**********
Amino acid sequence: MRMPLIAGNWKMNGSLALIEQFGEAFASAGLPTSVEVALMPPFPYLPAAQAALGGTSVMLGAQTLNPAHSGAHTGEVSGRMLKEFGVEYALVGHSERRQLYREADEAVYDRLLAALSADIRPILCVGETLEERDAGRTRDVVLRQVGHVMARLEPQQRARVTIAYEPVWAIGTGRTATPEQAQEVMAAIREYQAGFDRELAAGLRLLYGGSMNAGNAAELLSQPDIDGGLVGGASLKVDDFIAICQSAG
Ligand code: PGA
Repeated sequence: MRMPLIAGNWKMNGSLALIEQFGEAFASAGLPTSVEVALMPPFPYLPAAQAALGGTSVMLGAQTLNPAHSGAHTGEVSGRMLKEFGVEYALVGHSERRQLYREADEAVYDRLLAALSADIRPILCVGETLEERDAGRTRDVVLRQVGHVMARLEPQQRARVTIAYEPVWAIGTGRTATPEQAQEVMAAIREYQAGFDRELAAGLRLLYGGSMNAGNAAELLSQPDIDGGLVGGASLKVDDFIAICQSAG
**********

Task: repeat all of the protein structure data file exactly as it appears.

Amino acid sequence: MRMPLIAGNWKMNGSLALIEQFGEAFASAGLPTSVEVALMPPFPYLPAAQAALGGTSVMLGAQTLNPAHSGAHTGEVSGRMLKEFGVEYALVGHSERRQLYREADEAVYDRLLAALSADIRPILCVGETLEERDAGRTRDVVLRQVGHVMARLEPQQRARVTIAYEPVWAIGTGRTATPEQAQEVMAAIREYQAGFDRELAAGLRLLYGGSMNAGNAAELLSQPDIDGGLVGGASLKVDDFIAICQSAG
Ligand code: PGA
Repeated sequence: MRMPLIAGNWKMNGSLALIEQFGEAFASAGLPTSVEVALMPPFPYLPAAQAALGGTSVMLGAQTLNPAHSGAHTGEVSGRMLKEFGVEYALVGHSERRQLYREADEAVYDRLLAALSADIRPILCVGETLEERDAGRTRDVVLRQVGHVMARLEPQQRARVTIAYEPVWAIGTGRTATPEQAQEVMAAIREYQAGFDRELAAGLRLLYGGSMNAGNAAELLSQPDIDGGLVGGASLKVDDFIAICQSAG